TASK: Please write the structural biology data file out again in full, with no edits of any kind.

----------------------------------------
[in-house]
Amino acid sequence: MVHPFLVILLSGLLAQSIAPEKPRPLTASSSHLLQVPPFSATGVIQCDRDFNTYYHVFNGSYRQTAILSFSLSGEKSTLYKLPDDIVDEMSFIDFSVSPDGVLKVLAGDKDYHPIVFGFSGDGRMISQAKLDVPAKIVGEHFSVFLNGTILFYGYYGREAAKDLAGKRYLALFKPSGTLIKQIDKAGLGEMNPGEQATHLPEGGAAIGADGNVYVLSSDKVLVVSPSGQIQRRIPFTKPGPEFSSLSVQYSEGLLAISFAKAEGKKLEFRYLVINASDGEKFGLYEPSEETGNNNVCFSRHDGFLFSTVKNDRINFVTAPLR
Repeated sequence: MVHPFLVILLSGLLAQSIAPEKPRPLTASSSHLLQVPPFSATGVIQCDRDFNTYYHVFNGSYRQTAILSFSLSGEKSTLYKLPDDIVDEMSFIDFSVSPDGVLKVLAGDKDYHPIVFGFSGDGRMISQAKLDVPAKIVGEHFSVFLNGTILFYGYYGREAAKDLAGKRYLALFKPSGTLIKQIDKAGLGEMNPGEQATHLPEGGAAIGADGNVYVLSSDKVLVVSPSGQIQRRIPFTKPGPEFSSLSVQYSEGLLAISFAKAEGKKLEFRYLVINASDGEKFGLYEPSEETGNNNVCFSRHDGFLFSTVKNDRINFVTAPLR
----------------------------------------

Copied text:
[in-house]
Amino acid sequence: MVHPFLVILLSGLLAQSIAPEKPRPLTASSSHLLQVPPFSATGVIQCDRDFNTYYHVFNGSYRQTAILSFSLSGEKSTLYKLPDDIVDEMSFIDFSVSPDGVLKVLAGDKDYHPIVFGFSGDGRMISQAKLDVPAKIVGEHFSVFLNGTILFYGYYGREAAKDLAGKRYLALFKPSGTLIKQIDKAGLGEMNPGEQATHLPEGGAAIGADGNVYVLSSDKVLVVSPSGQIQRRIPFTKPGPEFSSLSVQYSEGLLAISFAKAEGKKLEFRYLVINASDGEKFGLYEPSEETGNNNVCFSRHDGFLFSTVKNDRINFVTAPLR
Repeated sequence: MVHPFLVILLSGLLAQSIAPEKPRPLTASSSHLLQVPPFSATGVIQCDRDFNTYYHVFNGSYRQTAILSFSLSGEKSTLYKLPDDIVDEMSFIDFSVSPDGVLKVLAGDKDYHPIVFGFSGDGRMISQAKLDVPAKIVGEHFSVFLNGTILFYGYYGREAAKDLAGKRYLALFKPSGTLIKQIDKAGLGEMNPGEQATHLPEGGAAIGADGNVYVLSSDKVLVVSPSGQIQRRIPFTKPGPEFSSLSVQYSEGLLAISFAKAEGKKLEFRYLVINASDGEKFGLYEPSEETGNNNVCFSRHDGFLFSTVKNDRINFVTAPLR